27. February 2015
  PEOPLE   PEOPLE   Carl Djerassi
Carl Djerassi


I have my friend Karen to thank for meeting one of the eminent persons of our century. Carl Djerassi played a leading role in the society, because he discovered the anti baby pill. As I met him in May 2013, I couldn’t believe he shortly become 90 years. He was mentally fit and we had a nice summer day all together in my house with interesting discussions and a lot of laughter.


Here a report from Karen Ostertag

Few people can claim to have had a more fundamental impact on women‘s personal lives, modern family structures and global demographics than chemist and multi-disciplinary thinker Carl Djerassi. World-famous for his contribution to the invention of the birth control pill, Djerassi has complemented his numerous scientific achievements with an exceptional dedication to the arts in his later years: as an author, playwright and distinguished art collector.

With his major contribution to the development of the oral contraceptive pill in 1951, Carl Djerassi significantly changed the life of women and the dynamics of relationships. Released at a time of social and political upheaval, the pill empowered women to control contraception, pursue a career and postpone having a child or more children. While there have been other methods of contraception before, the pill was the first one that was fairly reliable and which women could use on their own terms.

Carl Djerassi looks back on quite an eventful life.


Born in Vienna in 1923, during the tumultuous period between the world wars, Djerassi had to emigrate to Bulgaria and later to the USA to escape the Nazi regime at age 14. His superb grades at an American school in Sofia allowed him to get a college scholarship without even finishing high school. He graduated as a chemistry major from Kenyon College, Ohio, intending to follow in his parents‘ footsteps and to become a physician. As he could not afford to study medicine, he accepted a position as junior chemist at pharmaceutical giant Ciba in New Jersey, where he developed one of the first two antihistamines, tripelennamine, at age 19.

After receiving a research scholarship and earning his PHD in Chemistry in Wisconsin with a focus on steroids, he started to work on the synthesis of cortisone gained from plants in a small team at Syntex in Mexico. Djerassi has called this time „the most productive 2 years“ of his life. It was during this period that he achieved his most influential scientific breakthrough. In 1951, he succeeded to synthesize norethisterone, the first artificial progesterone that maintained effective when taken orally. Its natural counterpart is produced by the body to prevent ovulation during pregnancy. While natural progesterone loses its effect when ingested, norethisterone remains biologically active and can be produced in large amounts. Taken up by women‘s rights activists Margaret Sanger and Katharine McCormick, as well as biologist Gregory Pincus, Djerassi’s discovery directly led to the development of the first birth control pill changing the world for women as we knew it.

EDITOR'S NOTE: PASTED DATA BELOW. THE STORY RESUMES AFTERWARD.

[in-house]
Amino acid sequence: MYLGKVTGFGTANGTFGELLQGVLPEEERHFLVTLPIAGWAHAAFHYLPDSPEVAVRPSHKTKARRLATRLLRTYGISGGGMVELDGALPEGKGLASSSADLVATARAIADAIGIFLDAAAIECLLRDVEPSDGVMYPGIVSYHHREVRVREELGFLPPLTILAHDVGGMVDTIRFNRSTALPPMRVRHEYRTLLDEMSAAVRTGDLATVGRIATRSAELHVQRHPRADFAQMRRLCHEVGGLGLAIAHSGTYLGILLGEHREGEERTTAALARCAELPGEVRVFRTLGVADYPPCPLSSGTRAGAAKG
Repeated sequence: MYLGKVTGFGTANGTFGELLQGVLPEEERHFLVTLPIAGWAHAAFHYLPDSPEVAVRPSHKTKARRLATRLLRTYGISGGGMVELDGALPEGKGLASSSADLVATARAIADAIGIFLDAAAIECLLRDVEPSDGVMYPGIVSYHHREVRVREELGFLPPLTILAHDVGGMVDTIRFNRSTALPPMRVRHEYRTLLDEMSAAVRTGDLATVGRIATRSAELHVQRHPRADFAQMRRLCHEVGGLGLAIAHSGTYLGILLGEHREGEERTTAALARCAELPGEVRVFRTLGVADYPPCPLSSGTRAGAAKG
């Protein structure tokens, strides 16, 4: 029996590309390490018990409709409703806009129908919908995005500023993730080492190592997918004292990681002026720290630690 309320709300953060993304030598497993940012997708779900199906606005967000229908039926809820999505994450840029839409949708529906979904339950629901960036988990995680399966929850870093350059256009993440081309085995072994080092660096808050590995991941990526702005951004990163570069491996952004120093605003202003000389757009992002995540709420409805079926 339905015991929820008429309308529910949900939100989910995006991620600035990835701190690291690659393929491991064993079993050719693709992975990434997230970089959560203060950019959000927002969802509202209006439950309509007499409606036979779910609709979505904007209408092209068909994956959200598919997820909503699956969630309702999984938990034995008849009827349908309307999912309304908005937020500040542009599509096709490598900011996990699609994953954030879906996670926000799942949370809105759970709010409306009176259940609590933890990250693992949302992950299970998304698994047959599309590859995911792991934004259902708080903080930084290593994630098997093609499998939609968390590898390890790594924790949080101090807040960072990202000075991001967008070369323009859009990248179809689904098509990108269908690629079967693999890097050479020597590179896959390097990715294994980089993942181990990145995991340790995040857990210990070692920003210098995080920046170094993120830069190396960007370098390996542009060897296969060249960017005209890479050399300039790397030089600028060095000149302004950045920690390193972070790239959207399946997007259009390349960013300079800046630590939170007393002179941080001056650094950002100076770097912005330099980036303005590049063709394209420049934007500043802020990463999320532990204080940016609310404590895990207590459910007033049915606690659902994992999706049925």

Djerassi has received over 30 honory doctorates, he is the only American scientist who has been awarded with both the US National Medal of Science and the National Medal of Technology. However, he is far from resting on his laurels. In the mid-80s he started to write novels and theatre plays coining the genres „science-in-theatre“ and „science-in-fiction“. Through his storytelling, Djerassi aims to „smuggle“ expert knowledge and scientific topics into the public discourse addressing social and cultural ramifications of scientific developments.


The Wolf Prize is an international award granted in Israel, that has been presented most years since 1978 to living scientists and artists for “achievements in the interest of mankind and friendly relations among people … irrespective of nationality, race, colour, religion, sex or political views.”
© Wikipedia


Photo: Karen Ostertag


In one of his recent plays c alled „ICSI“, for instance, Djerassi has dealt with another cultural shift regarding the separation of sex and reproduction. „For the last 50 years, the leitmotif was contraception. The present 50 years, it‘s conception,“ as he pointed out in an interview with the Guardian. More and more women in the western world wait until their mid-30s to become parents. As the likelihood of getting pregnant decreases with age, methods like IVF (in vitro fertilization) and ICSI (intracytoplasmic sperm injection) become more important. Djerassi thinks eventually the pill will get obsolete. Women will be able to freeze their eggs in their twenties, get sterilized to eliminate the need of contraception and withdraw their eggs later when they are ready to have a child. Naturally, the possibilities of these methods come with a new set of ethical questions to be dealt